sensory stimulation

The primary sensory areas of the brain are largely untouched by Alzheimer’s disease, according to the Canadian Association of Occupational Therapists (CAOT). That means that sufferers can still respond to touch, smell, taste and sight in their everyday life. It’s also possible for sensory stimulation to ease some of the symptoms of frustration and actually…

preventable

Healthy living is key to helping you stay physically and mentally fit. By embracing a healthy lifestyle that includes regular exercise, a nutritious diet, sufficient rest, socialization and reduced stress, you can improve both your physical and mental health. According to current research, healthy living choices could even reduce the risk of developing brain disorders…

Dementia has been defined as a significant decline in a person’s cognitive abilities due to damaged brain cells that disable cognitive functions. Dementia symptoms may range from memory loss to a decline in thinking, communication and behavior skills. In the case of Alzheimer’s, damaged cells in the hippocampus area of the brain affect memory and learning,…

Understanding Seasonal Depression

Seniors are not immune to spells of depression, especially around the holidays when thoughts of the dearly departed, the past or physical limitations may cause them to be down. This seasonal depression isn’t something that should be ignored or dismissed — seniors should not have to suffer in silence. Below are some of the signs…

Music Therapy Can Have Many Benefits for Seniors

About three years ago, Anita Newton’s mother Louise Martin, now 97, stopped recognizing her daughter and others who were close to her. She also eventually stopped communicating and no matter what words Anita used, nothing she said seemed to reach that part of her mother’s mind that stored certain memories. Then one day Newton noticed…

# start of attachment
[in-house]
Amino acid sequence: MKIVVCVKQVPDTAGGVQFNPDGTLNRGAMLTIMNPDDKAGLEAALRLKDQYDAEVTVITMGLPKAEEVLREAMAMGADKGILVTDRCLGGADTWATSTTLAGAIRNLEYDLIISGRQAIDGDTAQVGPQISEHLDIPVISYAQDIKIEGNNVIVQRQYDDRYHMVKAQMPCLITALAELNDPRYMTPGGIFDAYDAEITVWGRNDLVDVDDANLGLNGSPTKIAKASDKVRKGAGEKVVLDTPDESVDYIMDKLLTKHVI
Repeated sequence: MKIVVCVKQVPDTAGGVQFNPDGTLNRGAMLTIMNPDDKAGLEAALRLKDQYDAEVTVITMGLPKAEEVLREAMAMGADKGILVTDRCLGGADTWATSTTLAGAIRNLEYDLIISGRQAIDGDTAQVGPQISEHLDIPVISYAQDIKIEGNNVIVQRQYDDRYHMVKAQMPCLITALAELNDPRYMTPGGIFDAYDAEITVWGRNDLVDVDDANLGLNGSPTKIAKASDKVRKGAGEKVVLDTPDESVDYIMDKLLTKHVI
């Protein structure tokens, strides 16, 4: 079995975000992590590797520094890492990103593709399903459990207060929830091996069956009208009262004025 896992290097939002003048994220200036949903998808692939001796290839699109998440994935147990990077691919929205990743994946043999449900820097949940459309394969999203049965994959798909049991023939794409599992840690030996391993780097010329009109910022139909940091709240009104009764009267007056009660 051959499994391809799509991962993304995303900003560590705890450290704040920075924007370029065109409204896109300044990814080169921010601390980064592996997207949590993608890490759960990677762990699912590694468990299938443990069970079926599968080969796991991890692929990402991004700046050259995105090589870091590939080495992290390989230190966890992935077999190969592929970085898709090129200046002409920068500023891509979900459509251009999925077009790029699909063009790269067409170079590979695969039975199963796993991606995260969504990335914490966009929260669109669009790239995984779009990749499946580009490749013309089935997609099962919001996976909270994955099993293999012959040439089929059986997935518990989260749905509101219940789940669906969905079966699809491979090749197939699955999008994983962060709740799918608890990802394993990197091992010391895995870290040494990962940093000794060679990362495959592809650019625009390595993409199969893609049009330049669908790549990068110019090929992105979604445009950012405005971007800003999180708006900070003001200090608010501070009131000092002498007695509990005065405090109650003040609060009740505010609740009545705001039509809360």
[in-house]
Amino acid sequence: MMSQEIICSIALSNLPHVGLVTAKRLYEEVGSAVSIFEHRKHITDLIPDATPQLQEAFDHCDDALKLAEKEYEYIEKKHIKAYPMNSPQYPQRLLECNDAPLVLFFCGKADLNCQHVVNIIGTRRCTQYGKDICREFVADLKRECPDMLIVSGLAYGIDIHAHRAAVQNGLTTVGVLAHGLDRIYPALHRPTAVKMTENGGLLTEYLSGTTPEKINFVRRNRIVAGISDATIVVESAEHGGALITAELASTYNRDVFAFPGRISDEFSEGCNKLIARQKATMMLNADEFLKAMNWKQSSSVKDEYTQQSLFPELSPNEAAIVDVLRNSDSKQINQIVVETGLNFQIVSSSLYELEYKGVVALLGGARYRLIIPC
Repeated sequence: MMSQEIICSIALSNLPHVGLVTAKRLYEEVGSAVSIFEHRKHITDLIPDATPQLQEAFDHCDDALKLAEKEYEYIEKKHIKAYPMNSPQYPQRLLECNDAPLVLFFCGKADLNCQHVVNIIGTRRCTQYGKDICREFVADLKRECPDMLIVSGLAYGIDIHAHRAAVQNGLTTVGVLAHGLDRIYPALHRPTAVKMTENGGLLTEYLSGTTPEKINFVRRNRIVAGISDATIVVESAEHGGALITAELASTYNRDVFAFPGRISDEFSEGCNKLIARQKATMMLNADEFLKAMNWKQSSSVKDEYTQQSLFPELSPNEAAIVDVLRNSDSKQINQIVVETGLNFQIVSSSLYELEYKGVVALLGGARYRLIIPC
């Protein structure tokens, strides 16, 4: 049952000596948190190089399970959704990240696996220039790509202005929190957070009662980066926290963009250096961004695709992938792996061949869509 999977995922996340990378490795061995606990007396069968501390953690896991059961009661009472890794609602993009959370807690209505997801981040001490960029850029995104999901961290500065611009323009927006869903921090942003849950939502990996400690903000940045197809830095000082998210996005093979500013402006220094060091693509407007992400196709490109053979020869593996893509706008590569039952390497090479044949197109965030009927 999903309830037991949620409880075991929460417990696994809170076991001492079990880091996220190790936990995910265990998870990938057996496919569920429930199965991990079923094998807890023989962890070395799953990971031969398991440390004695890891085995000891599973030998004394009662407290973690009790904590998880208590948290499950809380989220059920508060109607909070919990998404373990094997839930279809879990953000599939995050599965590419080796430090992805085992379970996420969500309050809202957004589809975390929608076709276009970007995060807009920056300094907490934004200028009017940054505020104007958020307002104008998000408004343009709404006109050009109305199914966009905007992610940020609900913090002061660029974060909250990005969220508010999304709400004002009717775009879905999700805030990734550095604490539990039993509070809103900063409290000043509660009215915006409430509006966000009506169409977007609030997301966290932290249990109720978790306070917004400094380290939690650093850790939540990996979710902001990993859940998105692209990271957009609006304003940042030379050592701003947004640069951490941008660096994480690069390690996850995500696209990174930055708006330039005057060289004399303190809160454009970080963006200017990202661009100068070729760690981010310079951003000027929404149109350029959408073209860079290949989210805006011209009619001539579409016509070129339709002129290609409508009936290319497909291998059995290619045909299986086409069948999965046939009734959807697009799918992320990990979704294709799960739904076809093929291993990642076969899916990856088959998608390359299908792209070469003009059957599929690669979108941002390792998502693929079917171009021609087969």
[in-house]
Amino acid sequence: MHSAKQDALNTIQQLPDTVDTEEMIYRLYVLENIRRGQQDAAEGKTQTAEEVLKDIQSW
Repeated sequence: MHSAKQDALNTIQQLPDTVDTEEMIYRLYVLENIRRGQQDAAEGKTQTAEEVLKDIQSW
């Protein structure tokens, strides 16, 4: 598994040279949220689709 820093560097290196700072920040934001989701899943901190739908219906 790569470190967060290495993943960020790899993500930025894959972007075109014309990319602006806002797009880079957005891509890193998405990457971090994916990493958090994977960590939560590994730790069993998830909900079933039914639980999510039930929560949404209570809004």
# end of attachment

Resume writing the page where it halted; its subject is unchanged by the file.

Keep an Eye Out for These Signs of Dementia

Family gatherings during the holidays are usually times of great joy, but sometimes a bit of concern creeps in. If your parent or another family member isn’t quite themself, how do you know if the difference is significant? According to physicians, there are specific signs that should signal to you that your family member should…

Holiday Crafts to Do With Family Members Who Have Dementia

At first, it may seem bittersweet to create holiday activities for a loved one with dementia, especially if he or she was once instrumental in past festivities. Yet your family member is still the same person. If you keep the skills he or she previously excelled at in mind, holiday crafts can be a great…

Don’t hide in the shadows Having Alzheimer’s disease unfortunately carries with it a certain stigma. People tend to keep the diagnosis to themselves for fear of embarrassment or pity or simply because most people don’t really understand the disease. However, sharing the diagnosis with those you love and trust will not only increase awareness of…

When you are caring for someone with Alzheimer’s, the holidays can be fraught with anxiety and sadness for everyone involved. While you, as caregiver, are dealing with extra responsibilities like cooking, decorating and hosting guests, family and friends may be witnessing the changes in Grandma or Uncle Bob for the first time. But most importantly,…

Human Clinical Trials Projected for 2017 It all starts with plaques, or sticky clumps of beta-amyloid protein, and twisted fibers in the brain. Because these plaques and tangles are not supposed to be there, the body’s immune system mounts an attack on them using inflammatory cells, called microglia. In a brain with Alzheimer’s disease, changes…

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